The Philippines will follow up on the renewal of the Generalized System of Preference Plus (GSP+) trade agreement with the European Union this week as the ongoing arrangement is set to lapse by the end of the year.
The GSP+ will be one of the subjects discussed with members of the European Parliament's Subcommittee on Human Rights (EP DROI) during a courtesy call, according to Trade Secretary Alfredo Pascual.
"We are following up with the EU on the renewal of our GSP+ coverage. The current coverage will expire at the end of this year, 2023," Pascual said in a virtual briefing on Wednesday.
"So there will be continuity; we would like the EU to decide in favor of giving us coverage again for the coming three years," he added.
The EU GSP+ agreement grants the Philippines zero duties on 6,274 locally-made products, as long as the country meets the requirements regarding human and labor rights, the environment, and good governance.
Six members of the EP DROI were scheduled to visit the Philippines from February 22 to 24, with meetings with Pascual and Justice Secretary Jesus Crispin Remulla.
"Of course the renewal of our GSP+ is a major concern of DTI, but we are also getting support from our colleagues in government," Pascual said, noting that the Philippine delegation already flew to Brussels earlier to campaign for the renewal.
"I was there also, and we each had the opportunity to campaign with the EU Parliament. In my case, I was also able to talk to EU council officials," he added.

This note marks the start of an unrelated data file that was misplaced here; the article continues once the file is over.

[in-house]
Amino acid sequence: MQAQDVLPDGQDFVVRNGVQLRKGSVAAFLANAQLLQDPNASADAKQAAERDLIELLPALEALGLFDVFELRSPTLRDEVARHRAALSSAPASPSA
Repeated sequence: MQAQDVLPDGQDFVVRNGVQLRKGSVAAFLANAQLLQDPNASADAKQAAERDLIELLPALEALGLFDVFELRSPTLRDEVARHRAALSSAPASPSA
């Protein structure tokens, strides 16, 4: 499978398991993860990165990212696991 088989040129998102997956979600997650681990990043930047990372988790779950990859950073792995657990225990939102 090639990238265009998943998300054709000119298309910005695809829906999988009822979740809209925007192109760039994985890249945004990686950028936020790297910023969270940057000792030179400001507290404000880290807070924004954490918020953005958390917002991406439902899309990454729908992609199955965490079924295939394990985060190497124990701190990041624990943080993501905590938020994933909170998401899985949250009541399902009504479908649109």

Pascual, along with President Ferdinand "Bongbong" Marcos Jr. and other top officials, were in Brussels in December to attend the Commemorative Summit between the Association of Southeast Asian Nations and the EU.
"The visit of the EP DROI is taking place in the context of the open and regular engagement between the Philippines and the EU on human rights and the shared aim to further constructive dialogue and cooperation on human rights," the Department of Foreign Affairs (DFA) said in a separate statement.
The European Parliament last February mulled the removal of some of the Philippines’ trading privileges should the government, then led by former President Rodrigo Duterte, fail to address the alleged human rights violations in the country.
Latest data available from the Philippine Statistics Authority (PSA) show that Philippine exports to the EU stood at $667.05 million in December, or 11.8% of the total, while imports from the 27-nation bloc stood at $640.53 million, or 6.2% of the total.
This brought the total export receipts to $9.242 billion and imports to $8.566 billion for the full year 2022.
Data from the European Commission indicate that trade in goods between the Philippines and the EU totaled €15.2 billion, while bilateral trade in services between the two parties hit €4.9 billion in 2019. — VBL, GMA Integrated News